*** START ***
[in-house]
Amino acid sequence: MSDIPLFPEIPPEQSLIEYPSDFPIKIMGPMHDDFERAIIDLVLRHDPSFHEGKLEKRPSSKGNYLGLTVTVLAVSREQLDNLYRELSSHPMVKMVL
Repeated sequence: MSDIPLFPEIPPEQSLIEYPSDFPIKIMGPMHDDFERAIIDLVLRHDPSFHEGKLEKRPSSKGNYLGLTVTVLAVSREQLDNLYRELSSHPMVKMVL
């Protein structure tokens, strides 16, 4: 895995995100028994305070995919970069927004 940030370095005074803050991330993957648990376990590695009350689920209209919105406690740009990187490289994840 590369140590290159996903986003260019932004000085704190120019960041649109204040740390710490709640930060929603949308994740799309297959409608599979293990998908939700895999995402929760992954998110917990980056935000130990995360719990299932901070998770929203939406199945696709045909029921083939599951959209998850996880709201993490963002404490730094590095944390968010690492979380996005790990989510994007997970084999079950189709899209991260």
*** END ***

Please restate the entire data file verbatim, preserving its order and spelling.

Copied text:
[in-house]
Amino acid sequence: MSDIPLFPEIPPEQSLIEYPSDFPIKIMGPMHDDFERAIIDLVLRHDPSFHEGKLEKRPSSKGNYLGLTVTVLAVSREQLDNLYRELSSHPMVKMVL
Repeated sequence: MSDIPLFPEIPPEQSLIEYPSDFPIKIMGPMHDDFERAIIDLVLRHDPSFHEGKLEKRPSSKGNYLGLTVTVLAVSREQLDNLYRELSSHPMVKMVL
């Protein structure tokens, strides 16, 4: 895995995100028994305070995919970069927004 940030370095005074803050991330993957648990376990590695009350689920209209919105406690740009990187490289994840 590369140590290159996903986003260019932004000085704190120019960041649109204040740390710490709640930060929603949308994740799309297959409608599979293990998908939700895999995402929760992954998110917990980056935000130990995360719990299932901070998770929203939406199945696709045909029921083939599951959209998850996880709201993490963002404490730094590095944390968010690492979380996005790990989510994007997970084999079950189709899209991260």